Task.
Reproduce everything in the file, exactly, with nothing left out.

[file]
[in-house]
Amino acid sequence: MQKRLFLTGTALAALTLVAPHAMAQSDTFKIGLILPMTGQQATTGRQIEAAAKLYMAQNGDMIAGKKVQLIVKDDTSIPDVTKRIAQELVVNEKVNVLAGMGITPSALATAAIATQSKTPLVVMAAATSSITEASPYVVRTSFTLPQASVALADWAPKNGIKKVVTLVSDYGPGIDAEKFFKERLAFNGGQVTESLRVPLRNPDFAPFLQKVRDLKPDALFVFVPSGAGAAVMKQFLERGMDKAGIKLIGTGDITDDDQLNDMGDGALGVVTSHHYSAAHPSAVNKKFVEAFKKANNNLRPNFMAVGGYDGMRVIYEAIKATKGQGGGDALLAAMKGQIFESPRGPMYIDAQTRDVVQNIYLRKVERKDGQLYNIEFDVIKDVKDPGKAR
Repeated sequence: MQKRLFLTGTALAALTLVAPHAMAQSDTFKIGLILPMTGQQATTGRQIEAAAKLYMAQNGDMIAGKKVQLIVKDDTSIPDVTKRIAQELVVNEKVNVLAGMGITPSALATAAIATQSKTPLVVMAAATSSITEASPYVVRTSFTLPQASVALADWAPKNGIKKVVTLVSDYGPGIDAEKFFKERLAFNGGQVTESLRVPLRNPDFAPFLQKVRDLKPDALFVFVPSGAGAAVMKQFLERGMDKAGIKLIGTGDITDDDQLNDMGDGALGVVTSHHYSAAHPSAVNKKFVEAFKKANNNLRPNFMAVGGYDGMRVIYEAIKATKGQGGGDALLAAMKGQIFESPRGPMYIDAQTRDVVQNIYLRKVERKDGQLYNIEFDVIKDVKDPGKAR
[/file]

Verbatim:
[in-house]
Amino acid sequence: MQKRLFLTGTALAALTLVAPHAMAQSDTFKIGLILPMTGQQATTGRQIEAAAKLYMAQNGDMIAGKKVQLIVKDDTSIPDVTKRIAQELVVNEKVNVLAGMGITPSALATAAIATQSKTPLVVMAAATSSITEASPYVVRTSFTLPQASVALADWAPKNGIKKVVTLVSDYGPGIDAEKFFKERLAFNGGQVTESLRVPLRNPDFAPFLQKVRDLKPDALFVFVPSGAGAAVMKQFLERGMDKAGIKLIGTGDITDDDQLNDMGDGALGVVTSHHYSAAHPSAVNKKFVEAFKKANNNLRPNFMAVGGYDGMRVIYEAIKATKGQGGGDALLAAMKGQIFESPRGPMYIDAQTRDVVQNIYLRKVERKDGQLYNIEFDVIKDVKDPGKAR
Repeated sequence: MQKRLFLTGTALAALTLVAPHAMAQSDTFKIGLILPMTGQQATTGRQIEAAAKLYMAQNGDMIAGKKVQLIVKDDTSIPDVTKRIAQELVVNEKVNVLAGMGITPSALATAAIATQSKTPLVVMAAATSSITEASPYVVRTSFTLPQASVALADWAPKNGIKKVVTLVSDYGPGIDAEKFFKERLAFNGGQVTESLRVPLRNPDFAPFLQKVRDLKPDALFVFVPSGAGAAVMKQFLERGMDKAGIKLIGTGDITDDDQLNDMGDGALGVVTSHHYSAAHPSAVNKKFVEAFKKANNNLRPNFMAVGGYDGMRVIYEAIKATKGQGGGDALLAAMKGQIFESPRGPMYIDAQTRDVVQNIYLRKVERKDGQLYNIEFDVIKDVKDPGKAR